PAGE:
The preferred amount of mogroside IV, mogroside V, siamenoside I or mixtures thereof by weight in the reduced calorie, thirst quenching beverage is from 0.002% to 0.1%, more preferably 0.008% to 0.054%, and most preferably, 0.008% to 0.027%. The appropriate amount of mogroside IV, mogroside V, siamenoside I or mixtures thereof in the beverages according to the present invention depends on the desired sweetness of the finished beverage composition including sugars and other sweeteners already incorporated through the flavoring system in the beverage.
The sweetener system of the beverage of the present invention can comprise juice from any fruit from the plant of the family Cucurbitaceae, tribe Joliffieae, subtribe Thladianthinae, genus Siraitia. Juices from fruit of the family Cucurbitaceae are known to comprise a mixture of glycosides including mogroside IV, mogroside V, siamenoside I. Especially preferred are the genus/species S. grosvenorii, S. siamensis, S. silomaradiae, S. sikkimensis, S. africana, S. Borneensis, and S. taiwaniana. The most preferred fruit is the genus/species S. grosvenorii, which is often called Luo Han Guo fruit. Although the following description of the composition of the beverage of this invention is described with particular reference to use of Luo Han Guo it will be understood that the beverage composition need not be limited thereto. The beverage of the present invention may comprise other fruit juices of the Cucurbitaceae family, provided the contents is set to achieve satisfactory sweetness and taste profiles.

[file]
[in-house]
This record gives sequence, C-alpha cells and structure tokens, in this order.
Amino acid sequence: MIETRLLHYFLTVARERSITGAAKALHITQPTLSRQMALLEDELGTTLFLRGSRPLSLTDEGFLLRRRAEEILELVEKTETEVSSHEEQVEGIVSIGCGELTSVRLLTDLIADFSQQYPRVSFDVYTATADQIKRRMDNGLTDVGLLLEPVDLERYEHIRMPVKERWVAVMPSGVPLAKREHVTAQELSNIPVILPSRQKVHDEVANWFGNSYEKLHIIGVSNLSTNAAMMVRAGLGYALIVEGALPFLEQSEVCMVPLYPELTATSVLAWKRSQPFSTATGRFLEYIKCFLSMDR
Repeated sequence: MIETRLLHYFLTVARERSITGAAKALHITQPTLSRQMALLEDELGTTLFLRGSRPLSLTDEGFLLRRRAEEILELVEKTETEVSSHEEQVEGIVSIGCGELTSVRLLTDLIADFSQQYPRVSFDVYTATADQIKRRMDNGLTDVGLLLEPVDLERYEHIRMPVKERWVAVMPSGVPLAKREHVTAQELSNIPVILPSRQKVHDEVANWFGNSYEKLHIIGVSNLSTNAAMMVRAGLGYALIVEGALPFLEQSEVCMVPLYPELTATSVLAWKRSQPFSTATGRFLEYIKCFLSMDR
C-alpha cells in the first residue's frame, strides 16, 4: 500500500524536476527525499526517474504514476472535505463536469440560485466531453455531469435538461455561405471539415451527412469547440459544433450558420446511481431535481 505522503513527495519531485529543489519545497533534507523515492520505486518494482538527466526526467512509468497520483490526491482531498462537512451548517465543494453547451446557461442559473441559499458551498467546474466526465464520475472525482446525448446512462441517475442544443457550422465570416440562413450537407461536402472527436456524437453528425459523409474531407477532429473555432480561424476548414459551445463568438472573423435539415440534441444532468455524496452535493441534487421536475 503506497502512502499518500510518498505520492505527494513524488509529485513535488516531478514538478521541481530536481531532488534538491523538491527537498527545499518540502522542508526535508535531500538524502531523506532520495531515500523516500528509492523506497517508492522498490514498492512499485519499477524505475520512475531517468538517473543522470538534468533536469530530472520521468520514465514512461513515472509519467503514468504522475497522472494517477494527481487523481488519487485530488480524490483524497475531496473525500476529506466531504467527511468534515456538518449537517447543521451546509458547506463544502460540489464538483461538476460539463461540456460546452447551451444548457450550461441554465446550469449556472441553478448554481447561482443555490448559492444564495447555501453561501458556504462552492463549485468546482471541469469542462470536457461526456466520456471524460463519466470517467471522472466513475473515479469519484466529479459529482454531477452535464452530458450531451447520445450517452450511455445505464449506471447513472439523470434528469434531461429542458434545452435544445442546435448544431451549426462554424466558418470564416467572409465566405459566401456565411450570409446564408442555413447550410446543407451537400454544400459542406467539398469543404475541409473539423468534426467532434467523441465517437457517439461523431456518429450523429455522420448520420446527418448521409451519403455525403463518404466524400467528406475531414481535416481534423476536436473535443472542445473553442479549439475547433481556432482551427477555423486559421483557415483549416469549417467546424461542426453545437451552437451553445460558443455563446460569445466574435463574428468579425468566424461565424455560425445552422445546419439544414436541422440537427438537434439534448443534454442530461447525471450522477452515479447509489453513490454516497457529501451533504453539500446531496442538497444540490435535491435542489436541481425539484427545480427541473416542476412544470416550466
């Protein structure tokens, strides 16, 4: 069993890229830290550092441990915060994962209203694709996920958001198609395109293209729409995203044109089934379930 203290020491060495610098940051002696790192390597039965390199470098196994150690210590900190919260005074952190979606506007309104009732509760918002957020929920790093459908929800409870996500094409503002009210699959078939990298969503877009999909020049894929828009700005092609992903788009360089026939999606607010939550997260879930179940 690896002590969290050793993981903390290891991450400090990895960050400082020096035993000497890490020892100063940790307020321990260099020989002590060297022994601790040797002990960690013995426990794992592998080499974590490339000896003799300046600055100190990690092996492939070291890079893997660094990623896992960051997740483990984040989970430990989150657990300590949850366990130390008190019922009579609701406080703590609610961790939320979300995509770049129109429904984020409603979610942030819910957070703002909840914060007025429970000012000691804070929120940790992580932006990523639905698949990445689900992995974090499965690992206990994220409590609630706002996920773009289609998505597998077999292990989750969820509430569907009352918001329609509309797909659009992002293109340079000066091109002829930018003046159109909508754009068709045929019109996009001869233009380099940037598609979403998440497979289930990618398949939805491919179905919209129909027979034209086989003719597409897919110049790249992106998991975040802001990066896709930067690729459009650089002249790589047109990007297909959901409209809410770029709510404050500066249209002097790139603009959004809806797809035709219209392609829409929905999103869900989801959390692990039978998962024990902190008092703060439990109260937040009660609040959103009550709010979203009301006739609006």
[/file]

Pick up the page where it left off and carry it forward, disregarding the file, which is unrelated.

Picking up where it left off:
As indicated before there are several reasons not to employ dried Luo Han Guo fruit and infusions or extracts from the dried fruit. The dried Luo Han Guo fruit usually contains several additional flavor components which can not be easily separated from the desired Luo Han Guo sweet taste composition. Therefore, specially processed Luo Han Guo juice is used as a component of the sweetening system of the present invention. Due to the quick deterioration and undesirable taste profile of Luo Han Guo fruits and, in particular, of Luo Han Guo juice or juice concentrate, no juice of Luo Han Guo had been made available previously in commercial quantities. The particular process steps to provide a useful Luo Han Guo juice are fully described above.
From 0.2% to 10% Luo Han Guo juice by weight of the beverage on a single strength basis are used, preferably from 1% to 6%, and, most preferably, from 1% to 3% are used. In the beverages of the present invention, the amount of Luo Han Guo juice depends on the other compounds in the composition of the beverage and the desired overall sweetness requirements.
As mentioned earlier, the sweetening characteristics of Luo Han Guo are not the same as sucrose in the same system. This is particularly true for fruit flavored beverages. However, the formulation modifications of the subject invention can bring the actual sweetness-time intensity profile of the Luo Han Guo sweetened product more in line with that obtained in the sucrose-sweetened counterpart.